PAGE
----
Maybe you've got an older set of tubes that don't have the electrical contacts on the mount. Because that lens doesn't have an aperture ring, the camera depends a lot on those electrical contacts and
depending on what exposure mode it's in, you might get some bizarre behaviour.

I've got a set of "A" tubes, which have most of the electrical contacts. When I used them, it was mostly with M series lenses on an MX, so everything was 100% manual. If I recall correctly, when I put the kit lens on one of these extension tubes, the only function I lost was autofocus ( because there's no mechanical coupling for the screw drive ). Otherwise, the lens behaved as expected.

QuoteOriginally posted by PPPPPP42 Quote
Really all an extension tube does is allow the lens to focus closer. The main thing a true macro lens gives you is greater speed because you wont have the light loss you get with the tube, and the convenience of a smaller package with a more useable focus and functional AF on the newer stuff.
This isn't 100% correct - you do lose light when you get really close with a true macro lens. If you look at what happens with the Pentax 100mm macro lenses, they get REALLY long when you get close to maximum magnification ( at least, that's true with the M and DFA versions that I own ). So basically, the extension is happening inside the lens. What the macro gives you is it optimizes how the extension is done to minimize the light loss. The macro lens is also optimized in other ways for things like a flat field of focus. Because the lens is designed for a specific purpose, the designer can optimize the design accordingly. Also, because dedicated macro lenses usually sell at a premium price, they tend to not be compromised for the sake of economy as might be the case with something like a consumer grade zoom lens.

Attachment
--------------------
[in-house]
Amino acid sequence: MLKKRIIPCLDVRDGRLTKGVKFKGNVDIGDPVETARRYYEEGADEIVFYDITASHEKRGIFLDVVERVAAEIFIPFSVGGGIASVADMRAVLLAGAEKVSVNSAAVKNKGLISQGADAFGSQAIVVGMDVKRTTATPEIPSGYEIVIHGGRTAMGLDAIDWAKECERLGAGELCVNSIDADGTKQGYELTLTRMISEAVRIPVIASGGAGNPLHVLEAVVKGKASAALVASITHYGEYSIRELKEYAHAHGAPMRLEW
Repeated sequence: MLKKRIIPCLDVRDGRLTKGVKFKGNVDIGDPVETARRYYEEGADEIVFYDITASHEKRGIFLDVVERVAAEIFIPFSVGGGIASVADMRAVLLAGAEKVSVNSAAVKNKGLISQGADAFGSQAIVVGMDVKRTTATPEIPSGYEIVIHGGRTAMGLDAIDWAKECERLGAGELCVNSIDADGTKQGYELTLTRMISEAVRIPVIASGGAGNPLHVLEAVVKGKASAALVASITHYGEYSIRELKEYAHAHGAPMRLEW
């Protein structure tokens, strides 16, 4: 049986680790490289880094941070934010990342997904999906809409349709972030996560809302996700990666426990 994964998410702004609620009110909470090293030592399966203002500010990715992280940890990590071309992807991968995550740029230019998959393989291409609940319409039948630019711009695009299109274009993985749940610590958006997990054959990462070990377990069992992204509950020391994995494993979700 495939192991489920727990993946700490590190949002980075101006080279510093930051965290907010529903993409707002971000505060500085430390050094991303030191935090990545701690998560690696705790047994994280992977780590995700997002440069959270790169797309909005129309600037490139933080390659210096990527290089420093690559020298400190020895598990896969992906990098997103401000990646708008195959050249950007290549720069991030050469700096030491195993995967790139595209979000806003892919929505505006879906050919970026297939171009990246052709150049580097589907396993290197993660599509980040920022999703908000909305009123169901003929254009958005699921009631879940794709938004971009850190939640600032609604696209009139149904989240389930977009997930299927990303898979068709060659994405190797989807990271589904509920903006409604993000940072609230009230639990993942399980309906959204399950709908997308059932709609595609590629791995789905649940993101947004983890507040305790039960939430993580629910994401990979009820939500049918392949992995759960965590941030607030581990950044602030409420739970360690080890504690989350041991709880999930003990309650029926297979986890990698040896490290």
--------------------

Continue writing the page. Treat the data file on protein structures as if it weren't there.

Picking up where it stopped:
I've never seen one, but from what I've read, the A35-105 F3.5 you mention is a very good lens. It may be cheap to buy on the used market today, but I'll bet it wasn't cheap back in its day. The build quality of those A series lenses was very high.

---------- Post added 02-22-2014 at 08:23 AM ----------

QuoteOriginally posted by arkav Quote
The lens you're getting should be a pretty good general purpose lens, and it will probably do a pretty good job with closeups.
I just looked up the 18-135 WR in the lens database on this site to get the following statistics:

Closest Focus: 40cm
Max magnification: 0.24x ( I'm assuming this takes the crop factor into account )

It doesn't mention the focal length at which those stats are achieved - let's assume it's at 135mm. So basically, the original poster will be able to get to within 16" of their subject - just over 1 foot. That's not bad for a general purpose zoom.

0.24x is not bad for a zoom. Once upon a time, zoom lenses that could do that were labelled as "macro" zooms. The M 100mm F4 macro lens topped out at 0.5x without extension tubes.

Technically, it's not true macro until you're at least 1x, but 0.24x is almost 1/4 life size on the sensor, and that will work reasonably well for flowers and larger insects ( eg. many butterflies, dragonflies, etc. ).

For comparison, the max magnification on my 18-55 WR is 0.34x. I just checked, and something around 6cm wide fills the frame. So with the 18-135, a subject that's around 3 inches wide should pretty much fill the frame.